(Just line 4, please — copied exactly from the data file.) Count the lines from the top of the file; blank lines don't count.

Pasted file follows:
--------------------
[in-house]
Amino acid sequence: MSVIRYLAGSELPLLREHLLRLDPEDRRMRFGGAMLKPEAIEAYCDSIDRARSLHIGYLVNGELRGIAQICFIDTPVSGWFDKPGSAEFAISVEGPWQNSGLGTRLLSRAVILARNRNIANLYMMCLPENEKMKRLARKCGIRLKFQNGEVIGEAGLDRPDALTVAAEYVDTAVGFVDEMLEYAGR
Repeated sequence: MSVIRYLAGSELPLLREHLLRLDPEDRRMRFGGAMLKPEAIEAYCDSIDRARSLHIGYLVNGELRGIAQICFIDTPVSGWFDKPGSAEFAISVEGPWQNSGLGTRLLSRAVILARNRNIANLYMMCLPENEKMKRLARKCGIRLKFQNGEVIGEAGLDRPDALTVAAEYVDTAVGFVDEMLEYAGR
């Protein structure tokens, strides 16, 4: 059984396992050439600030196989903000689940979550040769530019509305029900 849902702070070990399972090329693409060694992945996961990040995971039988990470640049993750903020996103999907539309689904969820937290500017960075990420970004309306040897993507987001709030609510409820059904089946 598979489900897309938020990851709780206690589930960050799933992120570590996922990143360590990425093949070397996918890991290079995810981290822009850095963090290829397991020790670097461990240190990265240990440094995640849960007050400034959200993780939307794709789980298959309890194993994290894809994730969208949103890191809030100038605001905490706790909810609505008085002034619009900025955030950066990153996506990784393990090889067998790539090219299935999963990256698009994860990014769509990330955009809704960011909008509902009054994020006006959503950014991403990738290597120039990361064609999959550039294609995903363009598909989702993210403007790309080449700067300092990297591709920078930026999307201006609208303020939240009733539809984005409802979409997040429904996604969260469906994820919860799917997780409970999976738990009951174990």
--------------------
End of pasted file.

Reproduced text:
């Protein structure tokens, strides 16, 4: 059984396992050439600030196989903000689940979550040769530019509305029900 849902702070070990399972090329693409060694992945996961990040995971039988990470640049993750903020996103999907539309689904969820937290500017960075990420970004309306040897993507987001709030609510409820059904089946 598979489900897309938020990851709780206690589930960050799933992120570590996922990143360590990425093949070397996918890991290079995810981290822009850095963090290829397991020790670097461990240190990265240990440094995640849960007050400034959200993780939307794709789980298959309890194993994290894809994730969208949103890191809030100038605001905490706790909810609505008085002034619009900025955030950066990153996506990784393990090889067998790539090219299935999963990256698009994860990014769509990330955009809704960011909008509902009054994020006006959503950014991403990738290597120039990361064609999959550039294609995903363009598909989702993210403007790309080449700067300092990297591709920078930026999307201006609208303020939240009733539809984005409802979409997040429904996604969260469906994820919860799917997780409970999976738990009951174990």